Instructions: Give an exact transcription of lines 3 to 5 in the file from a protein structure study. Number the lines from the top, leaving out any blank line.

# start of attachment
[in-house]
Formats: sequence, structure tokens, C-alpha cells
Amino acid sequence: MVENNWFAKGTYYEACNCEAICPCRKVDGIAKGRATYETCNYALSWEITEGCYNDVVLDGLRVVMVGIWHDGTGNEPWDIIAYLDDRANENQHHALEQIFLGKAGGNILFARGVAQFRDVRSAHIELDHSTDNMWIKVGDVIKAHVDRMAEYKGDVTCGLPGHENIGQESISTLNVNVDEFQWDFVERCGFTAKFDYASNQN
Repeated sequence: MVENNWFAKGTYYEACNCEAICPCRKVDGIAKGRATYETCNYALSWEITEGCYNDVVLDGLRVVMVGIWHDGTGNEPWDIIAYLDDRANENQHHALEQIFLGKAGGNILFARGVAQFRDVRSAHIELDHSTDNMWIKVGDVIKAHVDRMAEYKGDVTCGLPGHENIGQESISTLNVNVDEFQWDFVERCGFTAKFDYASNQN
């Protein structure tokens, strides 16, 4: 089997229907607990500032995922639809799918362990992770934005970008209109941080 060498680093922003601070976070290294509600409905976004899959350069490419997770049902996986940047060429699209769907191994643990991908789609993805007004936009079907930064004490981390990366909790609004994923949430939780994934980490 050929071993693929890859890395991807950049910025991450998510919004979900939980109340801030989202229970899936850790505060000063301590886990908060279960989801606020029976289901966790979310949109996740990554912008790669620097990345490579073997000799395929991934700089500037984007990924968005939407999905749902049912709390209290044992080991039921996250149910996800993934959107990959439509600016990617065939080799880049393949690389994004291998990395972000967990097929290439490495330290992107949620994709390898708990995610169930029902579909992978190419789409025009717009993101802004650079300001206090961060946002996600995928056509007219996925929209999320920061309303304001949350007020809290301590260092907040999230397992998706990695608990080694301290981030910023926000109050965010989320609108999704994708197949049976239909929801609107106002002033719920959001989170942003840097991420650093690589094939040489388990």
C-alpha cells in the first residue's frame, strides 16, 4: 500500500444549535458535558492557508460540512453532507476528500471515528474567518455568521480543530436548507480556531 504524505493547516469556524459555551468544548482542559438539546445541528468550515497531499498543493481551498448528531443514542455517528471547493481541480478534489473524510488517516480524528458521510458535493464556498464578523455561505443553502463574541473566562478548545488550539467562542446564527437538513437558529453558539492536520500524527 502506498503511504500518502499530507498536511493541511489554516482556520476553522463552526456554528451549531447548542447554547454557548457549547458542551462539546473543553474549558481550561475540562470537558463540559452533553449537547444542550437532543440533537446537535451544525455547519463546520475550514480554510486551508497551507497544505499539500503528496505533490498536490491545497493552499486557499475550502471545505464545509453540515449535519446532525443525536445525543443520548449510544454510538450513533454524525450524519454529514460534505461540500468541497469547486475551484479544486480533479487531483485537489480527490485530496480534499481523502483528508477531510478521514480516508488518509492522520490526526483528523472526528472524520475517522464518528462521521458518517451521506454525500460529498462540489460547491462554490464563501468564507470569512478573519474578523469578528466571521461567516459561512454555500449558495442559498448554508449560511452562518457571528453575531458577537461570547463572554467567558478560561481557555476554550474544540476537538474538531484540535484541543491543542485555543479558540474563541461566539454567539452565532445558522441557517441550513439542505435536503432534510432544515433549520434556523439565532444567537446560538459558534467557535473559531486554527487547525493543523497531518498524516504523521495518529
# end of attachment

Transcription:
Amino acid sequence: MVENNWFAKGTYYEACNCEAICPCRKVDGIAKGRATYETCNYALSWEITEGCYNDVVLDGLRVVMVGIWHDGTGNEPWDIIAYLDDRANENQHHALEQIFLGKAGGNILFARGVAQFRDVRSAHIELDHSTDNMWIKVGDVIKAHVDRMAEYKGDVTCGLPGHENIGQESISTLNVNVDEFQWDFVERCGFTAKFDYASNQN
Repeated sequence: MVENNWFAKGTYYEACNCEAICPCRKVDGIAKGRATYETCNYALSWEITEGCYNDVVLDGLRVVMVGIWHDGTGNEPWDIIAYLDDRANENQHHALEQIFLGKAGGNILFARGVAQFRDVRSAHIELDHSTDNMWIKVGDVIKAHVDRMAEYKGDVTCGLPGHENIGQESISTLNVNVDEFQWDFVERCGFTAKFDYASNQN
């Protein structure tokens, strides 16, 4: 089997229907607990500032995922639809799918362990992770934005970008209109941080 060498680093922003601070976070290294509600409905976004899959350069490419997770049902996986940047060429699209769907191994643990991908789609993805007004936009079907930064004490981390990366909790609004994923949430939780994934980490 050929071993693929890859890395991807950049910025991450998510919004979900939980109340801030989202229970899936850790505060000063301590886990908060279960989801606020029976289901966790979310949109996740990554912008790669620097990345490579073997000799395929991934700089500037984007990924968005939407999905749902049912709390209290044992080991039921996250149910996800993934959107990959439509600016990617065939080799880049393949690389994004291998990395972000967990097929290439490495330290992107949620994709390898708990995610169930029902579909992978190419789409025009717009993101802004650079300001206090961060946002996600995928056509007219996925929209999320920061309303304001949350007020809290301590260092907040999230397992998706990695608990080694301290981030910023926000109050965010989320609108999704994708197949049976239909929801609107106002002033719920959001989170942003840097991420650093690589094939040489388990």